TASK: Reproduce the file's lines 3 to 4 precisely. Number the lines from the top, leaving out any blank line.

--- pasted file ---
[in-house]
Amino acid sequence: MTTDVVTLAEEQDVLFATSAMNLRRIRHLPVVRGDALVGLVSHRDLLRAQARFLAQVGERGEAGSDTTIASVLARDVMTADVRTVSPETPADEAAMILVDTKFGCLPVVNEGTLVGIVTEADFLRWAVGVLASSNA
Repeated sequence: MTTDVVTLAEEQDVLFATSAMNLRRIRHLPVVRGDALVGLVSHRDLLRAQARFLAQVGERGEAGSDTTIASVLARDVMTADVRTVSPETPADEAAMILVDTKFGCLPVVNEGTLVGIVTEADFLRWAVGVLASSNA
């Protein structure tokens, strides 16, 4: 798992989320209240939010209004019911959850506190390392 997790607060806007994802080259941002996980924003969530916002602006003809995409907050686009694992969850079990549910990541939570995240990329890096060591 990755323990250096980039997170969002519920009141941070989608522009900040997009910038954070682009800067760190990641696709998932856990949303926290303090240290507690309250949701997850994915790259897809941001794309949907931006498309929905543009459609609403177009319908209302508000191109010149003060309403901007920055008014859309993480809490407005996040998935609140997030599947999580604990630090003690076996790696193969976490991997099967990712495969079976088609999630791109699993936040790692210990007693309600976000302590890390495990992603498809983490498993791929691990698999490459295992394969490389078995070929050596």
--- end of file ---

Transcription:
Repeated sequence: MTTDVVTLAEEQDVLFATSAMNLRRIRHLPVVRGDALVGLVSHRDLLRAQARFLAQVGERGEAGSDTTIASVLARDVMTADVRTVSPETPADEAAMILVDTKFGCLPVVNEGTLVGIVTEADFLRWAVGVLASSNA
């Protein structure tokens, strides 16, 4: 798992989320209240939010209004019911959850506190390392 997790607060806007994802080259941002996980924003969530916002602006003809995409907050686009694992969850079990549910990541939570995240990329890096060591 990755323990250096980039997170969002519920009141941070989608522009900040997009910038954070682009800067760190990641696709998932856990949303926290303090240290507690309250949701997850994915790259897809941001794309949907931006498309929905543009459609609403177009319908209302508000191109010149003060309403901007920055008014859309993480809490407005996040998935609140997030599947999580604990630090003690076996790696193969976490991997099967990712495969079976088609999630791109699993936040790692210990007693309600976000302590890390495990992603498809983490498993791929691990698999490459295992394969490389078995070929050596």